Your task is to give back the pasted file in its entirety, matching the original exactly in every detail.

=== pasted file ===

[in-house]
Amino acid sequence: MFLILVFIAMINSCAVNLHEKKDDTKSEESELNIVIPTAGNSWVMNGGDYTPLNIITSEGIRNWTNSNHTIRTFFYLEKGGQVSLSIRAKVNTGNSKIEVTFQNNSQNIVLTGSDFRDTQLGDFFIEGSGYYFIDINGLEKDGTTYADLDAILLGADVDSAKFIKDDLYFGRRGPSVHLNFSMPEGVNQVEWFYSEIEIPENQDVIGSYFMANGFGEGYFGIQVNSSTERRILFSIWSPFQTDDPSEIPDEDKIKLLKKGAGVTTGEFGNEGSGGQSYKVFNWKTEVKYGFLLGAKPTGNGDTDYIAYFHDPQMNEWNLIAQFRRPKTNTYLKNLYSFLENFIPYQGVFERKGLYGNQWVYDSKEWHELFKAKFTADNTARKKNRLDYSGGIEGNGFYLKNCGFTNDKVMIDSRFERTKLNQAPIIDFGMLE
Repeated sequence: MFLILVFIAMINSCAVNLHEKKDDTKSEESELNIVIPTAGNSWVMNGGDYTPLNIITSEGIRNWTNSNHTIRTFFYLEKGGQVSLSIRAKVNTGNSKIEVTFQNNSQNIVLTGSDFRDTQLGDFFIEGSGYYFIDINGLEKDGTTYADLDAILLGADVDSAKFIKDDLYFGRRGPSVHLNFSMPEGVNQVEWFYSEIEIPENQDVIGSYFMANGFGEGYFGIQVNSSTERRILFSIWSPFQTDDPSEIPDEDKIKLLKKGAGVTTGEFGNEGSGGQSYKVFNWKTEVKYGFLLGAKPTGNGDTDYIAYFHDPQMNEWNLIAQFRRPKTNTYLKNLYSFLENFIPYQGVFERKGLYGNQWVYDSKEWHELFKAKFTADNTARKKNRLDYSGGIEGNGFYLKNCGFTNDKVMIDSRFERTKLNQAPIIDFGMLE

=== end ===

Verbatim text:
[in-house]
Amino acid sequence: MFLILVFIAMINSCAVNLHEKKDDTKSEESELNIVIPTAGNSWVMNGGDYTPLNIITSEGIRNWTNSNHTIRTFFYLEKGGQVSLSIRAKVNTGNSKIEVTFQNNSQNIVLTGSDFRDTQLGDFFIEGSGYYFIDINGLEKDGTTYADLDAILLGADVDSAKFIKDDLYFGRRGPSVHLNFSMPEGVNQVEWFYSEIEIPENQDVIGSYFMANGFGEGYFGIQVNSSTERRILFSIWSPFQTDDPSEIPDEDKIKLLKKGAGVTTGEFGNEGSGGQSYKVFNWKTEVKYGFLLGAKPTGNGDTDYIAYFHDPQMNEWNLIAQFRRPKTNTYLKNLYSFLENFIPYQGVFERKGLYGNQWVYDSKEWHELFKAKFTADNTARKKNRLDYSGGIEGNGFYLKNCGFTNDKVMIDSRFERTKLNQAPIIDFGMLE
Repeated sequence: MFLILVFIAMINSCAVNLHEKKDDTKSEESELNIVIPTAGNSWVMNGGDYTPLNIITSEGIRNWTNSNHTIRTFFYLEKGGQVSLSIRAKVNTGNSKIEVTFQNNSQNIVLTGSDFRDTQLGDFFIEGSGYYFIDINGLEKDGTTYADLDAILLGADVDSAKFIKDDLYFGRRGPSVHLNFSMPEGVNQVEWFYSEIEIPENQDVIGSYFMANGFGEGYFGIQVNSSTERRILFSIWSPFQTDDPSEIPDEDKIKLLKKGAGVTTGEFGNEGSGGQSYKVFNWKTEVKYGFLLGAKPTGNGDTDYIAYFHDPQMNEWNLIAQFRRPKTNTYLKNLYSFLENFIPYQGVFERKGLYGNQWVYDSKEWHELFKAKFTADNTARKKNRLDYSGGIEGNGFYLKNCGFTNDKVMIDSRFERTKLNQAPIIDFGMLE